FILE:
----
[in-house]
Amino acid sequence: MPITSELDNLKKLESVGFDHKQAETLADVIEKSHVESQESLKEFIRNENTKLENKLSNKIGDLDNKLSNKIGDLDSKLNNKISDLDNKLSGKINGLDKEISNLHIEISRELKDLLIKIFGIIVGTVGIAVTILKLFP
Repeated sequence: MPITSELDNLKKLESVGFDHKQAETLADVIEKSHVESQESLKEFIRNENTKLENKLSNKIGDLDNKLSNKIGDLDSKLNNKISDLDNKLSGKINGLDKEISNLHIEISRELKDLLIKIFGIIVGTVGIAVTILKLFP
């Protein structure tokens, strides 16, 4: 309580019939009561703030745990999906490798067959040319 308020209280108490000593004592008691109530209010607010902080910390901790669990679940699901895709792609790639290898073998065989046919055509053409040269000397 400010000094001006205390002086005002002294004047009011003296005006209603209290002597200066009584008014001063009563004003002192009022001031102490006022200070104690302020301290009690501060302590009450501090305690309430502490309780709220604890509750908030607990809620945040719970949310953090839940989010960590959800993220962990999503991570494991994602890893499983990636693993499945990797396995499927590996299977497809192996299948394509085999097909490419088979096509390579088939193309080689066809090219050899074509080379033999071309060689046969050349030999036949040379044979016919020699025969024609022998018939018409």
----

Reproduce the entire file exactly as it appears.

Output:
[in-house]
Amino acid sequence: MPITSELDNLKKLESVGFDHKQAETLADVIEKSHVESQESLKEFIRNENTKLENKLSNKIGDLDNKLSNKIGDLDSKLNNKISDLDNKLSGKINGLDKEISNLHIEISRELKDLLIKIFGIIVGTVGIAVTILKLFP
Repeated sequence: MPITSELDNLKKLESVGFDHKQAETLADVIEKSHVESQESLKEFIRNENTKLENKLSNKIGDLDNKLSNKIGDLDSKLNNKISDLDNKLSGKINGLDKEISNLHIEISRELKDLLIKIFGIIVGTVGIAVTILKLFP
């Protein structure tokens, strides 16, 4: 309580019939009561703030745990999906490798067959040319 308020209280108490000593004592008691109530209010607010902080910390901790669990679940699901895709792609790639290898073998065989046919055509053409040269000397 400010000094001006205390002086005002002294004047009011003296005006209603209290002597200066009584008014001063009563004003002192009022001031102490006022200070104690302020301290009690501060302590009450501090305690309430502490309780709220604890509750908030607990809620945040719970949310953090839940989010960590959800993220962990999503991570494991994602890893499983990636693993499945990797396995499927590996299977497809192996299948394509085999097909490419088979096509390579088939193309080689066809090219050899074509080379033999071309060689046969050349030999036949040379044979016919020699025969024609022998018939018409």